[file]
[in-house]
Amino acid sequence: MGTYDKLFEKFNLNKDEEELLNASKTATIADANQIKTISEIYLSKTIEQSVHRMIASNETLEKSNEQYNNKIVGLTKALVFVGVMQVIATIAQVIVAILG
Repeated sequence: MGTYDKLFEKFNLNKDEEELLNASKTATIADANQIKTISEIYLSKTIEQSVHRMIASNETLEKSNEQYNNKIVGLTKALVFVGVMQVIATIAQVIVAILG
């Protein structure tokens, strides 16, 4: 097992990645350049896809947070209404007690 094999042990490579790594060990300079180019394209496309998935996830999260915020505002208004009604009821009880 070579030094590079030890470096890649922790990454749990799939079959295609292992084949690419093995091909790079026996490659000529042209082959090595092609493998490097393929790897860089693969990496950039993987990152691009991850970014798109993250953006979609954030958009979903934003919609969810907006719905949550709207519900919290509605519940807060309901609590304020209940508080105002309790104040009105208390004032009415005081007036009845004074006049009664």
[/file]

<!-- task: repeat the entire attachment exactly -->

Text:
[in-house]
Amino acid sequence: MGTYDKLFEKFNLNKDEEELLNASKTATIADANQIKTISEIYLSKTIEQSVHRMIASNETLEKSNEQYNNKIVGLTKALVFVGVMQVIATIAQVIVAILG
Repeated sequence: MGTYDKLFEKFNLNKDEEELLNASKTATIADANQIKTISEIYLSKTIEQSVHRMIASNETLEKSNEQYNNKIVGLTKALVFVGVMQVIATIAQVIVAILG
């Protein structure tokens, strides 16, 4: 097992990645350049896809947070209404007690 094999042990490579790594060990300079180019394209496309998935996830999260915020505002208004009604009821009880 070579030094590079030890470096890649922790990454749990799939079959295609292992084949690419093995091909790079026996490659000529042209082959090595092609493998490097393929790897860089693969990496950039993987990152691009991850970014798109993250953006979609954030958009979903934003919609969810907006719905949550709207519900919290509605519940807060309901609590304020209940508080105002309790104040009105208390004032009415005081007036009845004074006049009664």